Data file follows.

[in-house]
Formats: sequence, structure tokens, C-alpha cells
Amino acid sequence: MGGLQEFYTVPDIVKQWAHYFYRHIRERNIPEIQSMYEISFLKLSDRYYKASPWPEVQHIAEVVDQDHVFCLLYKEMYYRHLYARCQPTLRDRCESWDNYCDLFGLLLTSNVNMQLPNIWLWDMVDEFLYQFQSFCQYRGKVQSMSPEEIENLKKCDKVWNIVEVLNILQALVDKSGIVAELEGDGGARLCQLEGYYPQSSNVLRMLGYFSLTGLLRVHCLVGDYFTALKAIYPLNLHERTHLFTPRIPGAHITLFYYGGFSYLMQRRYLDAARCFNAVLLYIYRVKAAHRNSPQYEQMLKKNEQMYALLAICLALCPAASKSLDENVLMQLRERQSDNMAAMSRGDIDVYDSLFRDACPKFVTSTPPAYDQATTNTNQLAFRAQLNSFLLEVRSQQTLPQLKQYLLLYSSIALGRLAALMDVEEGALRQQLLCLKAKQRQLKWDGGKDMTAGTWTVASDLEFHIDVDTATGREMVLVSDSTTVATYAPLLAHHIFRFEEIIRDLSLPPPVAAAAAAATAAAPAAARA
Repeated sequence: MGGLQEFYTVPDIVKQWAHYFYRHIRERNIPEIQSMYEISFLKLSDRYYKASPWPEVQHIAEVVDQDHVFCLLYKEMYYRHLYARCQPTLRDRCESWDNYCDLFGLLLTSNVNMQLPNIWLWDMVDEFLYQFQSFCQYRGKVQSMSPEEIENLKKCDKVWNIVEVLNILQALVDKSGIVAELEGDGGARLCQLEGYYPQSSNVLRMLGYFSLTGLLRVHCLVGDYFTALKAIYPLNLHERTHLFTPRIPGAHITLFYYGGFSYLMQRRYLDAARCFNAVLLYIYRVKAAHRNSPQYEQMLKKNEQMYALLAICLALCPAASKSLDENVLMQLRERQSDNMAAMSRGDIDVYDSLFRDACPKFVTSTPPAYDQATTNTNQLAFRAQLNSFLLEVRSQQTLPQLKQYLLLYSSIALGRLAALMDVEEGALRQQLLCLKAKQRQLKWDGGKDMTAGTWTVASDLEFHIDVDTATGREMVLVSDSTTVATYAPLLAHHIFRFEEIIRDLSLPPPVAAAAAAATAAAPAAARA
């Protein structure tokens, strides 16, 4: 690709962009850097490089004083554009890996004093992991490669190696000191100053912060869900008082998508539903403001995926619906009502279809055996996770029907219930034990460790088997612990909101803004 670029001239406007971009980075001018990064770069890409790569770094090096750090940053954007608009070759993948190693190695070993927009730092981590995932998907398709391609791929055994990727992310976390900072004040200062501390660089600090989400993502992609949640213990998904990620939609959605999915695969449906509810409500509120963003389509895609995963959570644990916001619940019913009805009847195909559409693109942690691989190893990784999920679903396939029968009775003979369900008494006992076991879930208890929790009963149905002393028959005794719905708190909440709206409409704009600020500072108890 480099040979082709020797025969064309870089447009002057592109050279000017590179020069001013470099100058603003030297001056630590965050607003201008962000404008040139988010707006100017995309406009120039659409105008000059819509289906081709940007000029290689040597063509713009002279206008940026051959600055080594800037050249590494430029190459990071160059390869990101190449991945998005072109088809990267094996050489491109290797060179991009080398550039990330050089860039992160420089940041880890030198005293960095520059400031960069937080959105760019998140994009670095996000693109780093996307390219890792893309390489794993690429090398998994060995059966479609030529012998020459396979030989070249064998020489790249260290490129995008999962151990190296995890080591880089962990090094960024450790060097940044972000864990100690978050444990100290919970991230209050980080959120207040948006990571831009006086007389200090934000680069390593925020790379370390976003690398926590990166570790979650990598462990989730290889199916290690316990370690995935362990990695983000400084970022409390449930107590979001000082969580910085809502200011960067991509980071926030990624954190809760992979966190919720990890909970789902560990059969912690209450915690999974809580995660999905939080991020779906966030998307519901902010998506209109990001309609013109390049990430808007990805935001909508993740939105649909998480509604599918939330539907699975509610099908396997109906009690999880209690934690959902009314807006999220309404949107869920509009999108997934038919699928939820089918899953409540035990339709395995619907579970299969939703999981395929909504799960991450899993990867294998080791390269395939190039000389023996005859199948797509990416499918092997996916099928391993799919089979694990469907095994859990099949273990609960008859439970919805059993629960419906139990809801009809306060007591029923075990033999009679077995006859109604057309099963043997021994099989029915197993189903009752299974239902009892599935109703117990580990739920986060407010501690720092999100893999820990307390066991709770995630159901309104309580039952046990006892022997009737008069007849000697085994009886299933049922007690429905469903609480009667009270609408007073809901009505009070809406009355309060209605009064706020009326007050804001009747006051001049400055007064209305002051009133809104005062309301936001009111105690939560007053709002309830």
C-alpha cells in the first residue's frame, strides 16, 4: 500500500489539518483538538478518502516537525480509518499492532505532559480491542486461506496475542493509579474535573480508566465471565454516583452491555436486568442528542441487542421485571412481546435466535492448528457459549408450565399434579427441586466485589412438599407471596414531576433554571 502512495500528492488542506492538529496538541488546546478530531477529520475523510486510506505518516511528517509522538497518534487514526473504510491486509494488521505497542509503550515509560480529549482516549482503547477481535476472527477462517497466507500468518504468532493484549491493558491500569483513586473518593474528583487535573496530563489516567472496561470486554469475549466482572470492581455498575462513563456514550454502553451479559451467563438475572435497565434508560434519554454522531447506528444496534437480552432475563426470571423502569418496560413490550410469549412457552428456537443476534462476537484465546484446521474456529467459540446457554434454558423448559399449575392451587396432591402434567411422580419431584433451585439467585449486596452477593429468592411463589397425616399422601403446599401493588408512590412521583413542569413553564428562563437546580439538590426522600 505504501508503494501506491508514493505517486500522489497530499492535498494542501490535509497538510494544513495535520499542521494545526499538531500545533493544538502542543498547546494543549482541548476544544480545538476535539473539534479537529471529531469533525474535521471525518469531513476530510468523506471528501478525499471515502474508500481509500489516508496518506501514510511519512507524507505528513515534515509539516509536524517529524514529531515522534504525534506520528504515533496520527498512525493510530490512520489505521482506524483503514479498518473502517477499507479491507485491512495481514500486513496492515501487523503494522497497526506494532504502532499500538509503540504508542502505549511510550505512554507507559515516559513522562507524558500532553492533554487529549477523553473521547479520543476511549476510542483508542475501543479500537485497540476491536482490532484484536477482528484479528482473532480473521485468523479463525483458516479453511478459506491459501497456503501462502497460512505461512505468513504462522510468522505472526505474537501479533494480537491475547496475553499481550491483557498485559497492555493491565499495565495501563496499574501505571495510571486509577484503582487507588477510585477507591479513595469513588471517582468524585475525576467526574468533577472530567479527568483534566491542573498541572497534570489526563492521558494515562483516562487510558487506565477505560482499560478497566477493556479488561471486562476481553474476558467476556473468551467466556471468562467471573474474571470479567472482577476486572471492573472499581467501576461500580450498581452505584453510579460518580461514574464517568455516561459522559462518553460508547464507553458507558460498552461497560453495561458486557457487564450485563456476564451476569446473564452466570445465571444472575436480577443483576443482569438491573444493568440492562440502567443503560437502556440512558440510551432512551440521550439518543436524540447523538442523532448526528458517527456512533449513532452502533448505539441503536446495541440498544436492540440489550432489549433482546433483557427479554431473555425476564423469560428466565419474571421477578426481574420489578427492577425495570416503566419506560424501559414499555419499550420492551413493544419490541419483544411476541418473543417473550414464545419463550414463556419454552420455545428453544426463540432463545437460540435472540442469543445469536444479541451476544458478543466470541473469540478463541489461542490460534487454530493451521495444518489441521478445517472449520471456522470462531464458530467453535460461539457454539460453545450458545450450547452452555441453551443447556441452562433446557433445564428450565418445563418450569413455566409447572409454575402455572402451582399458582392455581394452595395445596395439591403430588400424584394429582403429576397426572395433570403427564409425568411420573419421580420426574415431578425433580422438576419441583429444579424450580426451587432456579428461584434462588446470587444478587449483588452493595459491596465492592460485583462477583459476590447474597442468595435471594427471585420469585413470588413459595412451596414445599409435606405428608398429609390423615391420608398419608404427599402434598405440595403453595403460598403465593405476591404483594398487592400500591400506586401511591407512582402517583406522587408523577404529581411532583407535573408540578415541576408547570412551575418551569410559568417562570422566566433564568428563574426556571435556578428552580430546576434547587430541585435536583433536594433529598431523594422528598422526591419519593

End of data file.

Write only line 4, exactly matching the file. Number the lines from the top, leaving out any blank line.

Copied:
Repeated sequence: MGGLQEFYTVPDIVKQWAHYFYRHIRERNIPEIQSMYEISFLKLSDRYYKASPWPEVQHIAEVVDQDHVFCLLYKEMYYRHLYARCQPTLRDRCESWDNYCDLFGLLLTSNVNMQLPNIWLWDMVDEFLYQFQSFCQYRGKVQSMSPEEIENLKKCDKVWNIVEVLNILQALVDKSGIVAELEGDGGARLCQLEGYYPQSSNVLRMLGYFSLTGLLRVHCLVGDYFTALKAIYPLNLHERTHLFTPRIPGAHITLFYYGGFSYLMQRRYLDAARCFNAVLLYIYRVKAAHRNSPQYEQMLKKNEQMYALLAICLALCPAASKSLDENVLMQLRERQSDNMAAMSRGDIDVYDSLFRDACPKFVTSTPPAYDQATTNTNQLAFRAQLNSFLLEVRSQQTLPQLKQYLLLYSSIALGRLAALMDVEEGALRQQLLCLKAKQRQLKWDGGKDMTAGTWTVASDLEFHIDVDTATGREMVLVSDSTTVATYAPLLAHHIFRFEEIIRDLSLPPPVAAAAAAATAAAPAAARA